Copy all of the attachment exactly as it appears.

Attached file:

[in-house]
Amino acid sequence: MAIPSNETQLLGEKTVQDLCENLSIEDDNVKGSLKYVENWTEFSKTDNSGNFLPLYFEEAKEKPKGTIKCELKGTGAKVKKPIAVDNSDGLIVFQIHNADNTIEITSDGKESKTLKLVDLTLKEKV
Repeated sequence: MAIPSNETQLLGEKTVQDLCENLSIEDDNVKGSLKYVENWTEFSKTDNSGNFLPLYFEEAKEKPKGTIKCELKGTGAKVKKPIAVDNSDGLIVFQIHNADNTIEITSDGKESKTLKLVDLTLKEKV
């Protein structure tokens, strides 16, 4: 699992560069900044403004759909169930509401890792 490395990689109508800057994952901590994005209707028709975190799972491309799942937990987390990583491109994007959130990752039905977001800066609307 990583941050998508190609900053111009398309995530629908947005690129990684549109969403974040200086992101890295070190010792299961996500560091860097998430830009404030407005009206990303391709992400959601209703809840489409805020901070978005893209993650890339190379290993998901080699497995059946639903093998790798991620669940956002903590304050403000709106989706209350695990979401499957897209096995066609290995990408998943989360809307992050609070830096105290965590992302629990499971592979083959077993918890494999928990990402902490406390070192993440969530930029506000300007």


[in-house]
Amino acid sequence: MAIPSNETQLLGEKTVQDLCENLSIEDDNVKGSLKYVENWTEFSKTDNSGNFLPLYFEEAKEKPKGTIKCELKGTGAKVKKPIAVDNSDGLIVFQIHNADNTIEITSDGKESKTLKLVDLTLKEKV
Repeated sequence: MAIPSNETQLLGEKTVQDLCENLSIEDDNVKGSLKYVENWTEFSKTDNSGNFLPLYFEEAKEKPKGTIKCELKGTGAKVKKPIAVDNSDGLIVFQIHNADNTIEITSDGKESKTLKLVDLTLKEKV
């Protein structure tokens, strides 16, 4: 699992560069900044403004759909169930509401890792 490395990689109508800057994952901590994005209707028709975190799972491309799942937990987390990583491109994007959130990752039905977001800066609307 990583941050998508190609900053111009398309995530629908947005690129990684549109969403974040200086992101890295070190010792299961996500560091860097998430830009404030407005009206990303391709992400959601209703809840489409805020901070978005893209993650890339190379290993998901080699497995059946639903093998790798991620669940956002903590304050403000709106989706209350695990979401499957897209096995066609290995990408998943989360809307992050609070830096105290965590992302629990499971592979083959077993918890494999928990990402902490406390070192993440969530930029506000300007």